In 2016, Venet was awarded the International Sculpture Center's Lifetime Achievement in Contemporary Sculpture Award.[13]

Venet was represented by BlainSouthern from 2016 until the gallery went into administration in early 2020.[14] In November 2020, it was announced that Venet had joined the roster of Waddington Custot in London.[15] In 2021 he joined KÖNIG GALERIE and exhibited at the Ceysson & Bénétière Gallery in Paris.[16]


Selected Bibliography[edit]

  • Derieux, Florence, Barry Schwabsky, Clare Lilley, Bernar Venet, Phaidon Press, London, 2020
  • Davila, Thierry (ed.), La conversion du regard, Musée d'Art Moderne et Contemporain, Geneva, Switzerland, 2013
  • Chappell, Daniel, "Big Art on Highwhay 16", in Art News New Zealand. Autumn 2012, pp. 84–90
  • Du Chateau, Carroll; White, David, "Out There - Inside the extraordinary world of one of New Zealand's richest people" in New Zealand Listener, no. 3749, 17 March 2012
  • Altieri, Gilles and Olivier Schefer, Bernar Venet, Peintures 2001-2011 Hôtel des Arts, Toulon, France, 2011
  • Beate Reifenscheid and Dorothea van der Koelen; Arte in Movimento – Kunst in Bewegung, Dokumente unserer Zeit XXXIV; Chorus-Verlag; Mainz 2011; ISBN 978-3-926663-44-3
  • Marcadé, Bernard, Brian O'Doherty, Venet – Versailles, Editions du Regard, Paris, France, 2011
  • Laks, Déborah, L'hypothèse de la ligne droite, Editions de la Différence, Paris, France, 2010
  • Kuspit, Donald, Art: A Matter of Context, Writings 1975–2003: Bernar Venet, Hard Press Editions, 2004
  • McEvilley, Thomas, Bernar Venet, Artha Benteli, 2002
  • Rose, Barbara, La paradoja de la coherencia / The paradox of coherence, La imprenta & Institut Valencià d'Art Modern (IVAM), Valencia, Spain, 2010
  • Schefer, Olivier, Bernar Venet: Paintings 1961-2011: A Retrospective, Seoul, South Korea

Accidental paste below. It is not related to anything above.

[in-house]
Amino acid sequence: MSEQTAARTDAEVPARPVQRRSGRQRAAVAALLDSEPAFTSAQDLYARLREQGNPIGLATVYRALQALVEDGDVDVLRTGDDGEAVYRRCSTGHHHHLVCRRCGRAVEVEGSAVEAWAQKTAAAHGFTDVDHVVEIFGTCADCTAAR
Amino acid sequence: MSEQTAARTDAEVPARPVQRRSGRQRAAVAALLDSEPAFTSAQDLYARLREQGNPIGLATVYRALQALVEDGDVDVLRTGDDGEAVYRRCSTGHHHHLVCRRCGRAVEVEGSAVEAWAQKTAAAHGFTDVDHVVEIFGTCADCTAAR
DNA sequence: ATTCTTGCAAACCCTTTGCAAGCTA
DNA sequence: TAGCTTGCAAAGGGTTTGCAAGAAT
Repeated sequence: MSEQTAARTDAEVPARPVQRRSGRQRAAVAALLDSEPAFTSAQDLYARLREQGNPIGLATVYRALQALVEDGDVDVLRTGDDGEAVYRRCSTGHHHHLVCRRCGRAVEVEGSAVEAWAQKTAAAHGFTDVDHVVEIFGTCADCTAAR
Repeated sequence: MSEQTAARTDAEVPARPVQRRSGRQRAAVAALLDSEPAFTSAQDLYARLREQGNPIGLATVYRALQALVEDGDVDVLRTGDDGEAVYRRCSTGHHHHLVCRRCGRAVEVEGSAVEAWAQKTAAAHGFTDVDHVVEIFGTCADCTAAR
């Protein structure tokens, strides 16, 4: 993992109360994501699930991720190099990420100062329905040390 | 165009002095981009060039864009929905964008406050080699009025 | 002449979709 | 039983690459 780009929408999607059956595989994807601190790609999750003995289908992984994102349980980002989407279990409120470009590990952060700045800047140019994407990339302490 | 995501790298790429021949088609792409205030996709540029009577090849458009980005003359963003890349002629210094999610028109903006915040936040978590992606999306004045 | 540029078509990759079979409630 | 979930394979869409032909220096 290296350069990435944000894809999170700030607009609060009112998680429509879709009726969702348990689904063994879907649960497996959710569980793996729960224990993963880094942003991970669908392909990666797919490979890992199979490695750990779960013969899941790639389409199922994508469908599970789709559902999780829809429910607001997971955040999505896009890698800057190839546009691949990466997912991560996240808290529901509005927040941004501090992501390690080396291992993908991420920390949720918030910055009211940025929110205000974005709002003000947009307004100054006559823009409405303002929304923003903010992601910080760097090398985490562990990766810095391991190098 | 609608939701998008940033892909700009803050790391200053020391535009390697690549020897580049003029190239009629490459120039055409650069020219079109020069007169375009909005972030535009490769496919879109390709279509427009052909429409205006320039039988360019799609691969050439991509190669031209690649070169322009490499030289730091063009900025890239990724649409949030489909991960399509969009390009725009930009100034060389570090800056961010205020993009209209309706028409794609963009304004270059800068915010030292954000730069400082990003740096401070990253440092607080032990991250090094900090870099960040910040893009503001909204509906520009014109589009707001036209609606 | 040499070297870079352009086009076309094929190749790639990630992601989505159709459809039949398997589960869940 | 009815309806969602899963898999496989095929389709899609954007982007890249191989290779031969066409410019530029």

• Francblin, Catherine, Bernar Venet : toute une vie pour l'art, Editions Gallimard, Paris, France, 2022 (Témoins de l'art)


  1. ^ a b Summers, Francis. "Bernar Venet". Grove Art Online. Oxford Art Online. Retrieved 27 April 2012.
  2. ^ "Bernar Venet, Biography". Archived from the original on 20 January 2013. Retrieved 30 December 2012.
  3. ^ a b Peppiat, Michael & Jane A. Peterson, "Art Plural: Voices of Contemporary Art" Gatehouse, "Art Plural: Voices of Contemporary Art", Gatehouse; accessed 21 October 2017.
  4. ^ a b Studio, Bernar Venet. "Biography". Bernar Venet. a tectonyc website. Retrieved 27 April 2012.
  5. ^ Mun-Delsalle, Y.-Jean (13 September 2018). "One Of The Greatest French Living Artists, Bernar Venet Holds Two New Exhibitions In France". Forbes. Retrieved 29 November 2021.
  6. ^ "Bernar Vernet biography". Retrieved 21 October 2017.
  7. ^ "Bernar Venet, Indeterminate Lines". Retrieved 21 October 2017.
  8. ^ "KölnSkulptur 1 - Bernar Venet".
  9. ^ Gallery, Gow Langsford. "Bernar Venet". Past Exhibitions. McGovern. Retrieved 4 May 2012.
  10. ^ Chappell, Dan (April 2012). "Big Art on Highway 16". ARTnews New Zealand. Autumn 2012: 84–90. Retrieved 4 May 2012.
  11. ^ Du Chateau, Carroll; White, David (17 March 2012). "Out THere - Inside the extraordinary world of one of New Zealand's richest people". New Zealand Listener (3749): 23–28. Retrieved 4 May 2012.
  12. ^ "Bugatti Grand Sport Bernar Venet revealed". Retrieved 8 December 2012.
  13. ^ Art Daily. "Bernar Venet wins the 2016 Lifetime Achievemnt Award the International Sculpture Center honors". Retrieved 3 October 2020.
  14. ^ "Blain Southern goes into administration as artists reveal debts owed by gallery". The Art Newspaper. 25 February 2020. Archived from the original on 4 January 2022.
  15. ^ "Bernar Venet Signs to Waddington Custot". Artsy. 5 November 2020.
  16. ^ "Exhibitions - Bernar Venet Paris - Ceysson & Bénétière".
  17. ^ ""Indeterminate Line" (1987) by Bernar Venet". Public Art in Public Places. 29 August 2022. Retrieved 9 September 2022.{{cite web}}: CS1 maint: url-status (link)
  18. ^ Paglia, Michael (25 July 2017). "Monumental Achievements: The Ten Best Outdoor Sculptures in Denver". Westword. Retrieved 31 January 2021.
  19. ^ "Two Indeterminate Lines". MIT List Visual Arts Center. 29 April 2014.